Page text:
In 8 years of dating and 1.5 years of marriage, this is the FIRST summer that Zack and I are TOGETHER in the same house. WOW.
3 days of nonstop vomiting after an infusion resulted in a few days worth of electrolytes in the hospital. Not pictured: emergency colonoscopy (glamorous), which resulted in a Crohn’s? diagnosis, as opposed to ulcerative colitis. Not entirely sure though. Good news: Scope showed that I am CLOSE to remission again; there’s hope! On another positive note, this hospital stay was the most consecutive time that Zack and I had spent together probably since our honeymoon, which was nice despite the circumstances. Life is crazy.
4. Consistent movement: Since my hospitalization, I laced up and ran a 5K just because it felt good. Not pictured: yoga and barre a few times weekly, which keep me grounded during the crazy work weeks in the trauma O.R.
(Sidenote: I had an epiphany that I may not want to work full time as a clinical dietitian after all)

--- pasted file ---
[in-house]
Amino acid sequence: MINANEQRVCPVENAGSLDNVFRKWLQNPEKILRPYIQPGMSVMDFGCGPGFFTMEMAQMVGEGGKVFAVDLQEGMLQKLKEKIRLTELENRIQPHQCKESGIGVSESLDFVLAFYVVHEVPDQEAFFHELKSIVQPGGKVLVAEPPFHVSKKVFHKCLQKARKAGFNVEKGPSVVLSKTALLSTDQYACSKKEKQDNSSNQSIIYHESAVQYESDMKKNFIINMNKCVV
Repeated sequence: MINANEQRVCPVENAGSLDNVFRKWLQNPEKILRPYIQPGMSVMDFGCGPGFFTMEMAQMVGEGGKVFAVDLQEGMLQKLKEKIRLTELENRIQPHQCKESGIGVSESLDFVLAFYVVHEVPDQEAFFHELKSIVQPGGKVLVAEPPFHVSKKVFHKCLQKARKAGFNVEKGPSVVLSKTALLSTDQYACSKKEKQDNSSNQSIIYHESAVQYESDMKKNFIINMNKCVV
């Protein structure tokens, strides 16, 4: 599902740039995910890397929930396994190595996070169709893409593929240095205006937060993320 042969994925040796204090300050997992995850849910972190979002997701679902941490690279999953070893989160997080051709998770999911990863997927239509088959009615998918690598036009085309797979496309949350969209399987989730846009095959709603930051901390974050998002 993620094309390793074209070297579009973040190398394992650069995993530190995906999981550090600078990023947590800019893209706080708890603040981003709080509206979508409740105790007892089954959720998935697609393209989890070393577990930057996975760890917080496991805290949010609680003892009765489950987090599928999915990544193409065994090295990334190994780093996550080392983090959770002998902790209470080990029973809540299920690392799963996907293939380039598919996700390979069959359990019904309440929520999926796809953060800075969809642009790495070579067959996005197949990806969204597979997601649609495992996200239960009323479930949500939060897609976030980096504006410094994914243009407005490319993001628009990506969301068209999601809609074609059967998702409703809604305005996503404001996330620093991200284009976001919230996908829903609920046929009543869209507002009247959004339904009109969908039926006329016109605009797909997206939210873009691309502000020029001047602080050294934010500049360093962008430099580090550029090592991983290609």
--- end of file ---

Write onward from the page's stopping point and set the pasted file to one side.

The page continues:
I looked back at a ton of my old posts this weekend, thankful for the progress that I have made in a couple of years. I harped, “Doing is better than dreaming” and “Actions speak louder than words” and “You may not feel like moving, but keep moving forward” and A LOT of times, these words were written for myself as I sat paralyzed by anxiety from my couch. Since January, I haven’t stopped running/yoga/barre/moving, including walking the dog a few times weekly- even when I haven’t felt like it, just because I’d rather be out in the world uncomfortable (and often anxious) than sitting at home wishing I was out moving and shaking. I’m getting more comfortable with being uncomfortable, and I’m living a full life that resembles the life I actually picture having for myself. If you’re battling anxiety, know that you WILL learn to tame that dragon; just give it time. I’m no therapist, but doing new things, and doing things that make me uncomfortable have empowered me.